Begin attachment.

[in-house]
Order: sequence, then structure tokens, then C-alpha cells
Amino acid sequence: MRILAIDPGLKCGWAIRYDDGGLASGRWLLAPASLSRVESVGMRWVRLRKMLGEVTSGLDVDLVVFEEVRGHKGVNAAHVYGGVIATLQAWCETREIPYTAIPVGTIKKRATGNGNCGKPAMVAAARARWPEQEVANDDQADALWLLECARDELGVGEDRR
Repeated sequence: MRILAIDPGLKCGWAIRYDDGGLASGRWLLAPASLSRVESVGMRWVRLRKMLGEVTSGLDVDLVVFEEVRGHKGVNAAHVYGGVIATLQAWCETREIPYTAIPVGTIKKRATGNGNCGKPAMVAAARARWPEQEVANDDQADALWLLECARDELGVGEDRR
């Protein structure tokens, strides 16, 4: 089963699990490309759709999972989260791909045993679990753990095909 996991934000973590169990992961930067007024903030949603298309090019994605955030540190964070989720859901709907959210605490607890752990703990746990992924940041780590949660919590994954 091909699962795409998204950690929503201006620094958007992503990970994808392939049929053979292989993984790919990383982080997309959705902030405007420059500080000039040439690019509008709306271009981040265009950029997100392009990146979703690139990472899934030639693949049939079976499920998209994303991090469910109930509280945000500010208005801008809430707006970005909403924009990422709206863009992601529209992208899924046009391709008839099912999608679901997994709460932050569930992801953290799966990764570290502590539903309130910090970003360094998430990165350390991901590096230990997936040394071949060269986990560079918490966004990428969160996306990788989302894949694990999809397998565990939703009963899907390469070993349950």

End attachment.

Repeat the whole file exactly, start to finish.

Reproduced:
[in-house]
Order: sequence, then structure tokens, then C-alpha cells
Amino acid sequence: MRILAIDPGLKCGWAIRYDDGGLASGRWLLAPASLSRVESVGMRWVRLRKMLGEVTSGLDVDLVVFEEVRGHKGVNAAHVYGGVIATLQAWCETREIPYTAIPVGTIKKRATGNGNCGKPAMVAAARARWPEQEVANDDQADALWLLECARDELGVGEDRR
Repeated sequence: MRILAIDPGLKCGWAIRYDDGGLASGRWLLAPASLSRVESVGMRWVRLRKMLGEVTSGLDVDLVVFEEVRGHKGVNAAHVYGGVIATLQAWCETREIPYTAIPVGTIKKRATGNGNCGKPAMVAAARARWPEQEVANDDQADALWLLECARDELGVGEDRR
């Protein structure tokens, strides 16, 4: 089963699990490309759709999972989260791909045993679990753990095909 996991934000973590169990992961930067007024903030949603298309090019994605955030540190964070989720859901709907959210605490607890752990703990746990992924940041780590949660919590994954 091909699962795409998204950690929503201006620094958007992503990970994808392939049929053979292989993984790919990383982080997309959705902030405007420059500080000039040439690019509008709306271009981040265009950029997100392009990146979703690139990472899934030639693949049939079976499920998209994303991090469910109930509280945000500010208005801008809430707006970005909403924009990422709206863009992601529209992208899924046009391709008839099912999608679901997994709460932050569930992801953290799966990764570290502590539903309130910090970003360094998430990165350390991901590096230990997936040394071949060269986990560079918490966004990428969160996306990788989302894949694990999809397998565990939703009963899907390469070993349950």